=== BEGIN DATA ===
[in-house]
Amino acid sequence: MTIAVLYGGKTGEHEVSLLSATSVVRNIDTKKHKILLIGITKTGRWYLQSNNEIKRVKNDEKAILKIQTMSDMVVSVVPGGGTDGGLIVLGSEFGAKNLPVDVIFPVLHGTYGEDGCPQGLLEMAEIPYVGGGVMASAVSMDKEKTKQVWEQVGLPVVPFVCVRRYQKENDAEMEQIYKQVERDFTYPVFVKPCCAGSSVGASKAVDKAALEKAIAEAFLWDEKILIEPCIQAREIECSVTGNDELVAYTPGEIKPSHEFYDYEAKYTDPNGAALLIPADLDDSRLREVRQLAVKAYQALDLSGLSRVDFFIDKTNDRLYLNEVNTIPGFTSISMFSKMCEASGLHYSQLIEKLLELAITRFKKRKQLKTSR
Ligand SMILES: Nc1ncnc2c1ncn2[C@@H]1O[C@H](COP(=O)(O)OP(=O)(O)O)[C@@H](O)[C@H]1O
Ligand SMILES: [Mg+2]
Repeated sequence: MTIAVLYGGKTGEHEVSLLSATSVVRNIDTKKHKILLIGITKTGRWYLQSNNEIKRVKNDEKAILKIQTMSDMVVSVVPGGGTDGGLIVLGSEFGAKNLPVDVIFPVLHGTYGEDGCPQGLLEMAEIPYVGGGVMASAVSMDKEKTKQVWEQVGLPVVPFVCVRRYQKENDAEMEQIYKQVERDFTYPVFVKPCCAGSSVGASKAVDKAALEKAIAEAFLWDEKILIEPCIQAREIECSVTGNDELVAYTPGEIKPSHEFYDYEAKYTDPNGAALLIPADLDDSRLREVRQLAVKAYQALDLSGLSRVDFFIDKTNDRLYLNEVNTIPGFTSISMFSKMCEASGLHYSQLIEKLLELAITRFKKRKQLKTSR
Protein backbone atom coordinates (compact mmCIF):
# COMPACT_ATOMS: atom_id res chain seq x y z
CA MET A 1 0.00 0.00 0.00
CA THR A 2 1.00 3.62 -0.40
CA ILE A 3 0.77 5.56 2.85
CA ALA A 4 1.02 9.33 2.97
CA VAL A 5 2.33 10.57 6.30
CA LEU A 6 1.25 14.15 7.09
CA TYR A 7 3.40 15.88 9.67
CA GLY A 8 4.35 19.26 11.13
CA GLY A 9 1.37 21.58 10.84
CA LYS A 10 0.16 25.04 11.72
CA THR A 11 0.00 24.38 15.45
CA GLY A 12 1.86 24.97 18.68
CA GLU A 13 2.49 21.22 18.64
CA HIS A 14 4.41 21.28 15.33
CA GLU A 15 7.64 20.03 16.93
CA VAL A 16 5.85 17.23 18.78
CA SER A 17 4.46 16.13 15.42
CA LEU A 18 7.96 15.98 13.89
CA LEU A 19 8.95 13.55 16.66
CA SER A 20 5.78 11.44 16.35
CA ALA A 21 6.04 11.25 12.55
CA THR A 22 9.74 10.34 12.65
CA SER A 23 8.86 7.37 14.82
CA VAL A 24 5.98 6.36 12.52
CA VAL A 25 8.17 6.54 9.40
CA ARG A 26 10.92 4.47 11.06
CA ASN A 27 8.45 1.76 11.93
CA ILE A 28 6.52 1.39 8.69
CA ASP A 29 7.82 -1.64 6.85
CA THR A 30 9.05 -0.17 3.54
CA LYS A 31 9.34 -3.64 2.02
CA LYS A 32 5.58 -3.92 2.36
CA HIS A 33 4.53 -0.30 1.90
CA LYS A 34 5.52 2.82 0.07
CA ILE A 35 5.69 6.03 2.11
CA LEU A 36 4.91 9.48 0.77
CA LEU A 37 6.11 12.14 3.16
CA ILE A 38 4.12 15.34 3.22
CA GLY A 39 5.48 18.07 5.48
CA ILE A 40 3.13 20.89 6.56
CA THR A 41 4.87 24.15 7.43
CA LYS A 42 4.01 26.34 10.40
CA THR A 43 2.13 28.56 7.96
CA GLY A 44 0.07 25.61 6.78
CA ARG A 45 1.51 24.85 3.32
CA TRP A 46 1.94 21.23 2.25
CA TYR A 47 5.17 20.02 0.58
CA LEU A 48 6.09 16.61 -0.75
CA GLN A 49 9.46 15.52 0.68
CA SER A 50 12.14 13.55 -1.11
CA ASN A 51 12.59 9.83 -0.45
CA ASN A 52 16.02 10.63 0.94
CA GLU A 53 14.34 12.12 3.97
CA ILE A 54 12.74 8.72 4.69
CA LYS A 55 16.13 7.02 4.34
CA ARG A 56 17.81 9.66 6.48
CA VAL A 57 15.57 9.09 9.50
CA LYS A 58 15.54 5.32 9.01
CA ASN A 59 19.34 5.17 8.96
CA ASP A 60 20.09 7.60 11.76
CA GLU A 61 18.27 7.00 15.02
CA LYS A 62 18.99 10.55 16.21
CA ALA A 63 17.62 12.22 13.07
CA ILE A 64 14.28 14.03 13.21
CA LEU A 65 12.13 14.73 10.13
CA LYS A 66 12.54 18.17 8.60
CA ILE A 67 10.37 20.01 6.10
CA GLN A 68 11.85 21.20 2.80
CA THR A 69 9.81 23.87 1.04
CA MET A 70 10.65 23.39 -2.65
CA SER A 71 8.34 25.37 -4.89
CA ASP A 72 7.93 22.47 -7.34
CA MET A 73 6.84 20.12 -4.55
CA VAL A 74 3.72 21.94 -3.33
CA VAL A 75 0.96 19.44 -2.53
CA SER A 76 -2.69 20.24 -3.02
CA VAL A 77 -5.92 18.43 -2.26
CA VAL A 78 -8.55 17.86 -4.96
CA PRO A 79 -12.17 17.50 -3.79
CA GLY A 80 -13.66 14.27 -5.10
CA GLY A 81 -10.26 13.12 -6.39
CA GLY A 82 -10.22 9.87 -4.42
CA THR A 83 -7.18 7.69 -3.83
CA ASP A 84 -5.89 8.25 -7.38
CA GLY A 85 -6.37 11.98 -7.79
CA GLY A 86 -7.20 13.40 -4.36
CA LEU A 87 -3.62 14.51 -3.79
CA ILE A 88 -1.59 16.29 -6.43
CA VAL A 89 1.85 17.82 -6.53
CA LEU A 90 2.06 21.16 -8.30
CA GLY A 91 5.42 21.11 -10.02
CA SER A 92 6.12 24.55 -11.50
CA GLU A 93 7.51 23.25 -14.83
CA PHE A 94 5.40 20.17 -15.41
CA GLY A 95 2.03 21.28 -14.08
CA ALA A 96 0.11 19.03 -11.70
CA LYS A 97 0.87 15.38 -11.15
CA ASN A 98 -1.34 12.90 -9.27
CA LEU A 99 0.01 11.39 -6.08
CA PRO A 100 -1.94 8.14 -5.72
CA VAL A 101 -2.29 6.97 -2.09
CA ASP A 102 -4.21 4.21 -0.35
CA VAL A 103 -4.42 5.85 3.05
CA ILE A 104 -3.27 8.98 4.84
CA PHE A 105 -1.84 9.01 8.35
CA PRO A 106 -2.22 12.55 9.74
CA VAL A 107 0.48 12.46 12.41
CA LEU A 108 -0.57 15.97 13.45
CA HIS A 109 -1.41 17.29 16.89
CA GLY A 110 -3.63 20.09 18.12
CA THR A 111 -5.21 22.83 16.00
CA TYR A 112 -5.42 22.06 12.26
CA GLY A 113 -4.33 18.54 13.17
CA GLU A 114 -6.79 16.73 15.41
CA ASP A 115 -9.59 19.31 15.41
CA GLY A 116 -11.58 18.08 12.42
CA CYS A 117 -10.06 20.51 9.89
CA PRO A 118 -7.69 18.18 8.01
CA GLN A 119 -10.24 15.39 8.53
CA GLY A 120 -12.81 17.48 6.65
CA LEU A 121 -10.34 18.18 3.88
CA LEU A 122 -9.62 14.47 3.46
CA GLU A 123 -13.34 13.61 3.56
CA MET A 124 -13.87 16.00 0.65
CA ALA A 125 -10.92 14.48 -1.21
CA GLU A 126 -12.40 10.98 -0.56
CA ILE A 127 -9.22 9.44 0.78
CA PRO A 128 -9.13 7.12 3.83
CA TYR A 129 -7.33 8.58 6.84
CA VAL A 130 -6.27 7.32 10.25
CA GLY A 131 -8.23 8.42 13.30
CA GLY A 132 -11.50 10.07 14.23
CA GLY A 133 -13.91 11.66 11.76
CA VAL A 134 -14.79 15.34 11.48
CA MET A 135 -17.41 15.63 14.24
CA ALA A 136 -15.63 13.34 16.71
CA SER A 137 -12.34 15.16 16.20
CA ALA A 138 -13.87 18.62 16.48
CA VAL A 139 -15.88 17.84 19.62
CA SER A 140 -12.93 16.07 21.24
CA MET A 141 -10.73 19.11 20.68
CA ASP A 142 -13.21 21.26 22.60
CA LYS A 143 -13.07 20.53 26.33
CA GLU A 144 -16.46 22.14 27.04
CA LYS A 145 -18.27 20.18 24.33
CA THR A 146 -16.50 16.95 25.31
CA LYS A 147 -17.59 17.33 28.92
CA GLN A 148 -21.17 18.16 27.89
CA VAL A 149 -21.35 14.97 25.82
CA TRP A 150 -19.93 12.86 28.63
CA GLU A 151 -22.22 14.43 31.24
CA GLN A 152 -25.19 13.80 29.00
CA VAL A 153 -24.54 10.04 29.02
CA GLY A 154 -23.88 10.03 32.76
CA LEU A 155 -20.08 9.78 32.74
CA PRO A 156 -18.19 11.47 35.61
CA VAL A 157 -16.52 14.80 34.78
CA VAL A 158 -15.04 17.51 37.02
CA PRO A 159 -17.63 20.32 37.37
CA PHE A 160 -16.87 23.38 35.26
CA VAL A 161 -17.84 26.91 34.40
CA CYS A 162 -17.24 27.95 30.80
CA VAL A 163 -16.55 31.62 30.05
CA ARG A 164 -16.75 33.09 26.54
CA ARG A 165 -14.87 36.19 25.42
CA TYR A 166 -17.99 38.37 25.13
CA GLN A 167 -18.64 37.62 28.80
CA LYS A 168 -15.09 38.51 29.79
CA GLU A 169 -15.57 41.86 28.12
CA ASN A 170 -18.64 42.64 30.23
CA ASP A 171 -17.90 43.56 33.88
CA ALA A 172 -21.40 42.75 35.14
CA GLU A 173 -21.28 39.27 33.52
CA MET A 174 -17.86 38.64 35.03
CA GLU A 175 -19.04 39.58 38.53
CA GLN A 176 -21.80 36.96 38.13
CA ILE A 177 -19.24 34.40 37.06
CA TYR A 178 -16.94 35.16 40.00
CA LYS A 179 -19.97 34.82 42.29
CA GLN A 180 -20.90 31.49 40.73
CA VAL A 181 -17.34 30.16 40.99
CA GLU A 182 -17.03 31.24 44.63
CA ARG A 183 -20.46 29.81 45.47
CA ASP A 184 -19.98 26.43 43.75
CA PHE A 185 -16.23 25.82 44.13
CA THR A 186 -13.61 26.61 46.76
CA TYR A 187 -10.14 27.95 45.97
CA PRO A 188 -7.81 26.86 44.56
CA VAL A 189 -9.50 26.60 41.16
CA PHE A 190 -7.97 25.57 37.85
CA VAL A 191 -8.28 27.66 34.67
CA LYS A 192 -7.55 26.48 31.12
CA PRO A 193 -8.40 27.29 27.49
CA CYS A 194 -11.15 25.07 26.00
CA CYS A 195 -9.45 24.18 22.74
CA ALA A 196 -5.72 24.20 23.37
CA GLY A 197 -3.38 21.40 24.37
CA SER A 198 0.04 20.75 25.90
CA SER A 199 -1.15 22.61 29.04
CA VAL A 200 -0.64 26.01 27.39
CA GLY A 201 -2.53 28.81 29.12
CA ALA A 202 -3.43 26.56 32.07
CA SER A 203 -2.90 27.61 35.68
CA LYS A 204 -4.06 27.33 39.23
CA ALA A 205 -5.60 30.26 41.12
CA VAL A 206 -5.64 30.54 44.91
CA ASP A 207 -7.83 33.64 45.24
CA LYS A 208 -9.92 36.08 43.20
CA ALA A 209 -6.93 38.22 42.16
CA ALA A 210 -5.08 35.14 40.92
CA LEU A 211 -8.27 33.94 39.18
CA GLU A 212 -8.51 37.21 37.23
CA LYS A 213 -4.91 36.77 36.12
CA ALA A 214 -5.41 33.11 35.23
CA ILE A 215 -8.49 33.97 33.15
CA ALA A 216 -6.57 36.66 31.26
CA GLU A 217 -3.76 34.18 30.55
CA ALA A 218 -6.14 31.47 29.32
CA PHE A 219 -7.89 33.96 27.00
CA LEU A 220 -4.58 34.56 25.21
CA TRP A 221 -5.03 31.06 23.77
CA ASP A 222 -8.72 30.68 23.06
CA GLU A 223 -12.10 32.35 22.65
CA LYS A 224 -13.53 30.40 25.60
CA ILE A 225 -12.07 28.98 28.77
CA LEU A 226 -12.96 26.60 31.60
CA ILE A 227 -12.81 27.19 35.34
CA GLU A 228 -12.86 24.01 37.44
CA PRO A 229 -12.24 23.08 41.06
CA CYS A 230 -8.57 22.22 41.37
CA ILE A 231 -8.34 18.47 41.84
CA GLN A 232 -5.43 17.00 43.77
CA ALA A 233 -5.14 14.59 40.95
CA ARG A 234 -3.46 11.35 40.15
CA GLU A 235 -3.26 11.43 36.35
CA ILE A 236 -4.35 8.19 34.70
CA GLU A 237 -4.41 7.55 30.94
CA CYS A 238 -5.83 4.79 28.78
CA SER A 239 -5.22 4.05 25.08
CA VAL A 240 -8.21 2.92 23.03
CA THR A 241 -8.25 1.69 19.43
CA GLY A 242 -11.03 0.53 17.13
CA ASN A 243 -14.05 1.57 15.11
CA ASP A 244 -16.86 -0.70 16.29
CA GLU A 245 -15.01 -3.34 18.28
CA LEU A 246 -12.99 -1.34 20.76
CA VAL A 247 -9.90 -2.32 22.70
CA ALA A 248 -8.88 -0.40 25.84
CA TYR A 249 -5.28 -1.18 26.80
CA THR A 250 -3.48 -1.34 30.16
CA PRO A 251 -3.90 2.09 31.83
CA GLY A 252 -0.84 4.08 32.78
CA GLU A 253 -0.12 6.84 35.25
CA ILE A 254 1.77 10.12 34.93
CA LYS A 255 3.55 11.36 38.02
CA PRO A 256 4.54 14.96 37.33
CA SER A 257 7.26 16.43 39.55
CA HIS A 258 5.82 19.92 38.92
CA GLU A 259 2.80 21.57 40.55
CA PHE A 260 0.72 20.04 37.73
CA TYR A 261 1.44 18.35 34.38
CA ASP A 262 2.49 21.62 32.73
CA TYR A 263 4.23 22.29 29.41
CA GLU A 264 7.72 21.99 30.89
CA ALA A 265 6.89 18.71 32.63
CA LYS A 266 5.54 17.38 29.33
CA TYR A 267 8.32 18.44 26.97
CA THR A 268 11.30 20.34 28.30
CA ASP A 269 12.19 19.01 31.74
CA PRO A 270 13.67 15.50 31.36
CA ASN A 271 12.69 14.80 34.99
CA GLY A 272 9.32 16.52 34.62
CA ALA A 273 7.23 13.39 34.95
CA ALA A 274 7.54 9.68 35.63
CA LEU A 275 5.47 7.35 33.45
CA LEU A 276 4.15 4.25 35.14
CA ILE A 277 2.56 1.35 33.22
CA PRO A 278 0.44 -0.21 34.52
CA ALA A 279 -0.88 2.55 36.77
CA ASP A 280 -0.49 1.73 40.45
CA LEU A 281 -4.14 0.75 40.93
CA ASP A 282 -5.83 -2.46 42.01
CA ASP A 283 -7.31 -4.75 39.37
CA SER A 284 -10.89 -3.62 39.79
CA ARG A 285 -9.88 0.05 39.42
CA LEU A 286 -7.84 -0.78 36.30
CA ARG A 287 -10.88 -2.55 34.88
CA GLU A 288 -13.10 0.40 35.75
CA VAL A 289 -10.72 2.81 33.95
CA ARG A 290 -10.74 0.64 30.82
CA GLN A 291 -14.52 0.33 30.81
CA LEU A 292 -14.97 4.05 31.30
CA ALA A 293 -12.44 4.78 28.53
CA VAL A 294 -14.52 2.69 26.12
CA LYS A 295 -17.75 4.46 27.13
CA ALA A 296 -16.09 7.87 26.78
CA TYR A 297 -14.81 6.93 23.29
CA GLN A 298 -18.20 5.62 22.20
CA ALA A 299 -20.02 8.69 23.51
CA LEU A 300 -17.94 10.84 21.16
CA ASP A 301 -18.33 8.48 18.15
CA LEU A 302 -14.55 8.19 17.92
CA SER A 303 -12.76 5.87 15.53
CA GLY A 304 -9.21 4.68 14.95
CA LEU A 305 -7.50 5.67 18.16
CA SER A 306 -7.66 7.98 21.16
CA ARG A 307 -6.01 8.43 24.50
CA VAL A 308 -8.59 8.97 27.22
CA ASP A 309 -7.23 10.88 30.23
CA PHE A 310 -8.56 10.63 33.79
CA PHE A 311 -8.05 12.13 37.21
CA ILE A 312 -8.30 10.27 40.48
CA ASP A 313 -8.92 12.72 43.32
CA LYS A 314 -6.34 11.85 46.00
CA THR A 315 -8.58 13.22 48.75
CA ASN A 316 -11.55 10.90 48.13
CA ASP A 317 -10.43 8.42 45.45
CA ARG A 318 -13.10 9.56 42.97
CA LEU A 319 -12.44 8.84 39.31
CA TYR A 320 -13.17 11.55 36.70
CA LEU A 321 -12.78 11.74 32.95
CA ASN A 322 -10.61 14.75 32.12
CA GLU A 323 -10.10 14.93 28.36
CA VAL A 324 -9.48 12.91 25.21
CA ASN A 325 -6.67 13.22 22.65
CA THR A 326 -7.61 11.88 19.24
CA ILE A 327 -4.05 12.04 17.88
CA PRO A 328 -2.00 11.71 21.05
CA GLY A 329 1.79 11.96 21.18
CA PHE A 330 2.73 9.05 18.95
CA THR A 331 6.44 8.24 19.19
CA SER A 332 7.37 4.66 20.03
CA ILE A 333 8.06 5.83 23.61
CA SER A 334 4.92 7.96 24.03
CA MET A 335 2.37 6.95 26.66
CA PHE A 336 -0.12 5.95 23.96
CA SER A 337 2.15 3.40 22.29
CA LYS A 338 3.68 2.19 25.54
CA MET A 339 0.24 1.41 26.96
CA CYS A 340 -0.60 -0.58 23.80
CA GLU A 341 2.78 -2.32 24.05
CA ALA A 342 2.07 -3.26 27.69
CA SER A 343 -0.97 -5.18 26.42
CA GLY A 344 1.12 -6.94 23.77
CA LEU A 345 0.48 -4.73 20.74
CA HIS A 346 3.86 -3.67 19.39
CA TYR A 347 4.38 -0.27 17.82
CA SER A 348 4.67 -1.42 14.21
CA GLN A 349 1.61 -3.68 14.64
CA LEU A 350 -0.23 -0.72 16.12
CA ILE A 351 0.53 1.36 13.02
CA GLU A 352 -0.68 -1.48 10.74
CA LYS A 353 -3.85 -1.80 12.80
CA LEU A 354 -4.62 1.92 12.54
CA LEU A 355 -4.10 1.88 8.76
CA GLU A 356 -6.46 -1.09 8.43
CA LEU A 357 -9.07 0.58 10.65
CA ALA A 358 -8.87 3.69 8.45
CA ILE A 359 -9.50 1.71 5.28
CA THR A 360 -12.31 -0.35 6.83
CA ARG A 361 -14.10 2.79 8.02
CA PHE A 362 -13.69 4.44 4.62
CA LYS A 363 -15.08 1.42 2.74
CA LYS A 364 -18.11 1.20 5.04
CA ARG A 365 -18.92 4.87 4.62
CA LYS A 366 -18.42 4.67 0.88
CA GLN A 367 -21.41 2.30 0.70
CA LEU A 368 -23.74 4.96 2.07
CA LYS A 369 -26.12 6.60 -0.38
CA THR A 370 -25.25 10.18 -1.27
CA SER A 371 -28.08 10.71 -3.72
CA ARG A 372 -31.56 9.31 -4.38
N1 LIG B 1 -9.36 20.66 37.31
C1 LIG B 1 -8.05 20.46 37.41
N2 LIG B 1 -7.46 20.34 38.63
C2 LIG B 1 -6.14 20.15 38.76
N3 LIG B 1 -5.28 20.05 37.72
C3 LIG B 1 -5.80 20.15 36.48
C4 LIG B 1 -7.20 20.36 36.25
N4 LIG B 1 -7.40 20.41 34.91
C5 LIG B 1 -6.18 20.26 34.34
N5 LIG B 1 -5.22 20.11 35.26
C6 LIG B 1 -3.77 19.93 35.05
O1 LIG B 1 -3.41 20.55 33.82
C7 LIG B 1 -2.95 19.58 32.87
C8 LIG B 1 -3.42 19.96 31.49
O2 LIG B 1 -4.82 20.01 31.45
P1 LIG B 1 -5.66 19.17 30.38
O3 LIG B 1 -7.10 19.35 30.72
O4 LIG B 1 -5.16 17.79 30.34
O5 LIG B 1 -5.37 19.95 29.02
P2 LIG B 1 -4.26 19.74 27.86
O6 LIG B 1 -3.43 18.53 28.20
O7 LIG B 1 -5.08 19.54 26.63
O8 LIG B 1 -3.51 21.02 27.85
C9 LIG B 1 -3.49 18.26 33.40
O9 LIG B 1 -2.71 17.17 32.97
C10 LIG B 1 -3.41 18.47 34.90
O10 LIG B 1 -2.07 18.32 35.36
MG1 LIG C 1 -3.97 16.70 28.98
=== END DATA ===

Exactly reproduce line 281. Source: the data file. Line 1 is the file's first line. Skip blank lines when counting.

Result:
CA ALA A 274 7.54 9.68 35.63